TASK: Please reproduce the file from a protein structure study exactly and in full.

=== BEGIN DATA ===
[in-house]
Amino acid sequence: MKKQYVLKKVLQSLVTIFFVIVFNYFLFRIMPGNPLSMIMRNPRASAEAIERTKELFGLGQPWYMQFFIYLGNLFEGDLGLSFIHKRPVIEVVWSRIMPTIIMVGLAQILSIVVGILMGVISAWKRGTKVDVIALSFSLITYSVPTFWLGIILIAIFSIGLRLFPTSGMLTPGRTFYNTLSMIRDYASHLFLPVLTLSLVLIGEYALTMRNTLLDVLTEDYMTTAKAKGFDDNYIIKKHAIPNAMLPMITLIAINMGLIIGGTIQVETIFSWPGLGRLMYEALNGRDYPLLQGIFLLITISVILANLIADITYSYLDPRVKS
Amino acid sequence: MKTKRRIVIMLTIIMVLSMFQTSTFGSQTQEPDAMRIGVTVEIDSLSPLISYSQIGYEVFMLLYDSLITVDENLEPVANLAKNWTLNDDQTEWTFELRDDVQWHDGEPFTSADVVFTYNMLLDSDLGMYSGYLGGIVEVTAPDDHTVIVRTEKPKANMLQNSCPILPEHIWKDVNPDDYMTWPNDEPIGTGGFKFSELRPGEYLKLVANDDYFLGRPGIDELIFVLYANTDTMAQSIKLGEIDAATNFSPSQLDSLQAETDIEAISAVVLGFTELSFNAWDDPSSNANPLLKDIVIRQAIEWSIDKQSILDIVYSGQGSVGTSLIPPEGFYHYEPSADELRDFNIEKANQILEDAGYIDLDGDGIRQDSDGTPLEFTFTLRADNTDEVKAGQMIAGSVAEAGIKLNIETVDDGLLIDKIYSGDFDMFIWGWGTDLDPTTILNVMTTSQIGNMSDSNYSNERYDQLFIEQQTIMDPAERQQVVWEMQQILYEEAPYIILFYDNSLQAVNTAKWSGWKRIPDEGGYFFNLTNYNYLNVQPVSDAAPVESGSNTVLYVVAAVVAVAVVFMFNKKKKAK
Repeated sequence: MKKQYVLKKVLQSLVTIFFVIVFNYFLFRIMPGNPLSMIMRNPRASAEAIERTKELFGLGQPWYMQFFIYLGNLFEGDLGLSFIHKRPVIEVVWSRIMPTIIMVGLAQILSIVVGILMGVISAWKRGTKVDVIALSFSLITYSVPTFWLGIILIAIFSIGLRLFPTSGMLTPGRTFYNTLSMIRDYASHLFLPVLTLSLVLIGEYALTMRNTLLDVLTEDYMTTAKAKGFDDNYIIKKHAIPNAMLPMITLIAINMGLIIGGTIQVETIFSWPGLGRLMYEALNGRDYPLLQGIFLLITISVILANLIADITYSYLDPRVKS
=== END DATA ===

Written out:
[in-house]
Amino acid sequence: MKKQYVLKKVLQSLVTIFFVIVFNYFLFRIMPGNPLSMIMRNPRASAEAIERTKELFGLGQPWYMQFFIYLGNLFEGDLGLSFIHKRPVIEVVWSRIMPTIIMVGLAQILSIVVGILMGVISAWKRGTKVDVIALSFSLITYSVPTFWLGIILIAIFSIGLRLFPTSGMLTPGRTFYNTLSMIRDYASHLFLPVLTLSLVLIGEYALTMRNTLLDVLTEDYMTTAKAKGFDDNYIIKKHAIPNAMLPMITLIAINMGLIIGGTIQVETIFSWPGLGRLMYEALNGRDYPLLQGIFLLITISVILANLIADITYSYLDPRVKS
Amino acid sequence: MKTKRRIVIMLTIIMVLSMFQTSTFGSQTQEPDAMRIGVTVEIDSLSPLISYSQIGYEVFMLLYDSLITVDENLEPVANLAKNWTLNDDQTEWTFELRDDVQWHDGEPFTSADVVFTYNMLLDSDLGMYSGYLGGIVEVTAPDDHTVIVRTEKPKANMLQNSCPILPEHIWKDVNPDDYMTWPNDEPIGTGGFKFSELRPGEYLKLVANDDYFLGRPGIDELIFVLYANTDTMAQSIKLGEIDAATNFSPSQLDSLQAETDIEAISAVVLGFTELSFNAWDDPSSNANPLLKDIVIRQAIEWSIDKQSILDIVYSGQGSVGTSLIPPEGFYHYEPSADELRDFNIEKANQILEDAGYIDLDGDGIRQDSDGTPLEFTFTLRADNTDEVKAGQMIAGSVAEAGIKLNIETVDDGLLIDKIYSGDFDMFIWGWGTDLDPTTILNVMTTSQIGNMSDSNYSNERYDQLFIEQQTIMDPAERQQVVWEMQQILYEEAPYIILFYDNSLQAVNTAKWSGWKRIPDEGGYFFNLTNYNYLNVQPVSDAAPVESGSNTVLYVVAAVVAVAVVFMFNKKKKAK
Repeated sequence: MKKQYVLKKVLQSLVTIFFVIVFNYFLFRIMPGNPLSMIMRNPRASAEAIERTKELFGLGQPWYMQFFIYLGNLFEGDLGLSFIHKRPVIEVVWSRIMPTIIMVGLAQILSIVVGILMGVISAWKRGTKVDVIALSFSLITYSVPTFWLGIILIAIFSIGLRLFPTSGMLTPGRTFYNTLSMIRDYASHLFLPVLTLSLVLIGEYALTMRNTLLDVLTEDYMTTAKAKGFDDNYIIKKHAIPNAMLPMITLIAINMGLIIGGTIQVETIFSWPGLGRLMYEALNGRDYPLLQGIFLLITISVILANLIADITYSYLDPRVKS